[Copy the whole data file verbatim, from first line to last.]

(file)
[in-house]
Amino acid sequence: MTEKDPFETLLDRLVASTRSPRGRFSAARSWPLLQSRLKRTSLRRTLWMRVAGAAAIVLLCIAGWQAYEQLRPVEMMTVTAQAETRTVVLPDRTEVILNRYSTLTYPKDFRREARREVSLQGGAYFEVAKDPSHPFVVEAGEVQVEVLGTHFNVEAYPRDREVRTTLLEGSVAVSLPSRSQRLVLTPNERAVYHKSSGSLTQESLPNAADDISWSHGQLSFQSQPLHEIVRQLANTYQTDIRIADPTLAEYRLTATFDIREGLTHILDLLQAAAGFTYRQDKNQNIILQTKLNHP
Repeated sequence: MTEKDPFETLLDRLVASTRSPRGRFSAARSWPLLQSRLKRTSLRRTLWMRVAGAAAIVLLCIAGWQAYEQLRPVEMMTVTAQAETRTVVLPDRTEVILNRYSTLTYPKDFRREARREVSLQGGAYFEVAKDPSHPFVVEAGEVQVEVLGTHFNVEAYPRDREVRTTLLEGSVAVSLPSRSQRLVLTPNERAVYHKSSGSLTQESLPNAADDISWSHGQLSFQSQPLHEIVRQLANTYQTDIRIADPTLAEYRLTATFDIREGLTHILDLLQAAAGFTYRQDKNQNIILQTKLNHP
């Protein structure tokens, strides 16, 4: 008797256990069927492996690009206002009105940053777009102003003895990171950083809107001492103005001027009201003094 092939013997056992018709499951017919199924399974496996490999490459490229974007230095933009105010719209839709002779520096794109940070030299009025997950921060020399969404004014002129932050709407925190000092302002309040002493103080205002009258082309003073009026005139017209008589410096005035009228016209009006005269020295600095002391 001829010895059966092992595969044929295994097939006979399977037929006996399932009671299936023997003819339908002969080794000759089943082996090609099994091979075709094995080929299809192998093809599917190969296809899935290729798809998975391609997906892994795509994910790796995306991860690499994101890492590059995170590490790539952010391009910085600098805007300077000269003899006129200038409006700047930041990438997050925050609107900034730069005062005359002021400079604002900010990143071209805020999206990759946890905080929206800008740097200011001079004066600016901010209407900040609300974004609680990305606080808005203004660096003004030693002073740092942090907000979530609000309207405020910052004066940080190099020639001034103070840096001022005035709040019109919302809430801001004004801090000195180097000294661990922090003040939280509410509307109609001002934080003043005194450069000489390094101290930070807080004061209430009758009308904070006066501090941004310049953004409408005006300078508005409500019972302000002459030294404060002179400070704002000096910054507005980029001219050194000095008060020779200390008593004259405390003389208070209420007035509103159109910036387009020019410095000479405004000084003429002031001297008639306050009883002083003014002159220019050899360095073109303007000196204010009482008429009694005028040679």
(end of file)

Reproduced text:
[in-house]
Amino acid sequence: MTEKDPFETLLDRLVASTRSPRGRFSAARSWPLLQSRLKRTSLRRTLWMRVAGAAAIVLLCIAGWQAYEQLRPVEMMTVTAQAETRTVVLPDRTEVILNRYSTLTYPKDFRREARREVSLQGGAYFEVAKDPSHPFVVEAGEVQVEVLGTHFNVEAYPRDREVRTTLLEGSVAVSLPSRSQRLVLTPNERAVYHKSSGSLTQESLPNAADDISWSHGQLSFQSQPLHEIVRQLANTYQTDIRIADPTLAEYRLTATFDIREGLTHILDLLQAAAGFTYRQDKNQNIILQTKLNHP
Repeated sequence: MTEKDPFETLLDRLVASTRSPRGRFSAARSWPLLQSRLKRTSLRRTLWMRVAGAAAIVLLCIAGWQAYEQLRPVEMMTVTAQAETRTVVLPDRTEVILNRYSTLTYPKDFRREARREVSLQGGAYFEVAKDPSHPFVVEAGEVQVEVLGTHFNVEAYPRDREVRTTLLEGSVAVSLPSRSQRLVLTPNERAVYHKSSGSLTQESLPNAADDISWSHGQLSFQSQPLHEIVRQLANTYQTDIRIADPTLAEYRLTATFDIREGLTHILDLLQAAAGFTYRQDKNQNIILQTKLNHP
């Protein structure tokens, strides 16, 4: 008797256990069927492996690009206002009105940053777009102003003895990171950083809107001492103005001027009201003094 092939013997056992018709499951017919199924399974496996490999490459490229974007230095933009105010719209839709002779520096794109940070030299009025997950921060020399969404004014002129932050709407925190000092302002309040002493103080205002009258082309003073009026005139017209008589410096005035009228016209009006005269020295600095002391 001829010895059966092992595969044929295994097939006979399977037929006996399932009671299936023997003819339908002969080794000759089943082996090609099994091979075709094995080929299809192998093809599917190969296809899935290729798809998975391609997906892994795509994910790796995306991860690499994101890492590059995170590490790539952010391009910085600098805007300077000269003899006129200038409006700047930041990438997050925050609107900034730069005062005359002021400079604002900010990143071209805020999206990759946890905080929206800008740097200011001079004066600016901010209407900040609300974004609680990305606080808005203004660096003004030693002073740092942090907000979530609000309207405020910052004066940080190099020639001034103070840096001022005035709040019109919302809430801001004004801090000195180097000294661990922090003040939280509410509307109609001002934080003043005194450069000489390094101290930070807080004061209430009758009308904070006066501090941004310049953004409408005006300078508005409500019972302000002459030294404060002179400070704002000096910054507005980029001219050194000095008060020779200390008593004259405390003389208070209420007035509103159109910036387009020019410095000479405004000084003429002031001297008639306050009883002083003014002159220019050899360095073109303007000196204010009482008429009694005028040679």